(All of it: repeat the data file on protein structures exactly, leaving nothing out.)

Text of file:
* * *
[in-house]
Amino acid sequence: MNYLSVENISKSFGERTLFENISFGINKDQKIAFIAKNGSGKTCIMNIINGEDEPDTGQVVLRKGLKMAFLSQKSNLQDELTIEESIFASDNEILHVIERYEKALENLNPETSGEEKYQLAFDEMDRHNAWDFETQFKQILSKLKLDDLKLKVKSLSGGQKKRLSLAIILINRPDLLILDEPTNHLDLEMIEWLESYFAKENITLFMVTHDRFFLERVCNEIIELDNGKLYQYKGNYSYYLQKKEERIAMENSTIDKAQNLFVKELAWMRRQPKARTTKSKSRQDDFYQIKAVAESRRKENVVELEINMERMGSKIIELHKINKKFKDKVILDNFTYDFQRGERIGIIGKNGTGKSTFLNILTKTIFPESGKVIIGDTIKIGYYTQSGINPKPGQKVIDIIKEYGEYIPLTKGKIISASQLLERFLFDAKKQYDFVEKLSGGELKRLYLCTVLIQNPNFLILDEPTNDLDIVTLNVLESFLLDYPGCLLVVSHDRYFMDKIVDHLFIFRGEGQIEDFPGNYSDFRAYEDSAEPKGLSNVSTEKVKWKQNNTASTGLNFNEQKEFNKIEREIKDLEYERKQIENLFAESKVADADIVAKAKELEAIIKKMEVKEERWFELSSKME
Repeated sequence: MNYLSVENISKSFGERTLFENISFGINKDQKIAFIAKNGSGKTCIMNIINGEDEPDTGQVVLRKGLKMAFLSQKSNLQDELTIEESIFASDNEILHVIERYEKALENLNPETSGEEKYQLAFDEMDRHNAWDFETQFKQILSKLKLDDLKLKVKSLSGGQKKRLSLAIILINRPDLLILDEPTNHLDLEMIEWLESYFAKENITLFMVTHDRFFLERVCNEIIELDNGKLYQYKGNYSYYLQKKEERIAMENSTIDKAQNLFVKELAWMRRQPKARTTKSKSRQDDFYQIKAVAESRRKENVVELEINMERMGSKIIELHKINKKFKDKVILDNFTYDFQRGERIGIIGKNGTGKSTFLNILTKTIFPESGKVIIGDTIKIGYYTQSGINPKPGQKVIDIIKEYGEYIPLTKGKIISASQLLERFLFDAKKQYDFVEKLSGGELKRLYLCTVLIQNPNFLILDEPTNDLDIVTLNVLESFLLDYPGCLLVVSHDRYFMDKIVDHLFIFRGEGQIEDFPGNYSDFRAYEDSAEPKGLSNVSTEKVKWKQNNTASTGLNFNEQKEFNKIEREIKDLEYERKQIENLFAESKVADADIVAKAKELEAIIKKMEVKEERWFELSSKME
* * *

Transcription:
[in-house]
Amino acid sequence: MNYLSVENISKSFGERTLFENISFGINKDQKIAFIAKNGSGKTCIMNIINGEDEPDTGQVVLRKGLKMAFLSQKSNLQDELTIEESIFASDNEILHVIERYEKALENLNPETSGEEKYQLAFDEMDRHNAWDFETQFKQILSKLKLDDLKLKVKSLSGGQKKRLSLAIILINRPDLLILDEPTNHLDLEMIEWLESYFAKENITLFMVTHDRFFLERVCNEIIELDNGKLYQYKGNYSYYLQKKEERIAMENSTIDKAQNLFVKELAWMRRQPKARTTKSKSRQDDFYQIKAVAESRRKENVVELEINMERMGSKIIELHKINKKFKDKVILDNFTYDFQRGERIGIIGKNGTGKSTFLNILTKTIFPESGKVIIGDTIKIGYYTQSGINPKPGQKVIDIIKEYGEYIPLTKGKIISASQLLERFLFDAKKQYDFVEKLSGGELKRLYLCTVLIQNPNFLILDEPTNDLDIVTLNVLESFLLDYPGCLLVVSHDRYFMDKIVDHLFIFRGEGQIEDFPGNYSDFRAYEDSAEPKGLSNVSTEKVKWKQNNTASTGLNFNEQKEFNKIEREIKDLEYERKQIENLFAESKVADADIVAKAKELEAIIKKMEVKEERWFELSSKME
Repeated sequence: MNYLSVENISKSFGERTLFENISFGINKDQKIAFIAKNGSGKTCIMNIINGEDEPDTGQVVLRKGLKMAFLSQKSNLQDELTIEESIFASDNEILHVIERYEKALENLNPETSGEEKYQLAFDEMDRHNAWDFETQFKQILSKLKLDDLKLKVKSLSGGQKKRLSLAIILINRPDLLILDEPTNHLDLEMIEWLESYFAKENITLFMVTHDRFFLERVCNEIIELDNGKLYQYKGNYSYYLQKKEERIAMENSTIDKAQNLFVKELAWMRRQPKARTTKSKSRQDDFYQIKAVAESRRKENVVELEINMERMGSKIIELHKINKKFKDKVILDNFTYDFQRGERIGIIGKNGTGKSTFLNILTKTIFPESGKVIIGDTIKIGYYTQSGINPKPGQKVIDIIKEYGEYIPLTKGKIISASQLLERFLFDAKKQYDFVEKLSGGELKRLYLCTVLIQNPNFLILDEPTNDLDIVTLNVLESFLLDYPGCLLVVSHDRYFMDKIVDHLFIFRGEGQIEDFPGNYSDFRAYEDSAEPKGLSNVSTEKVKWKQNNTASTGLNFNEQKEFNKIEREIKDLEYERKQIENLFAESKVADADIVAKAKELEAIIKKMEVKEERWFELSSKME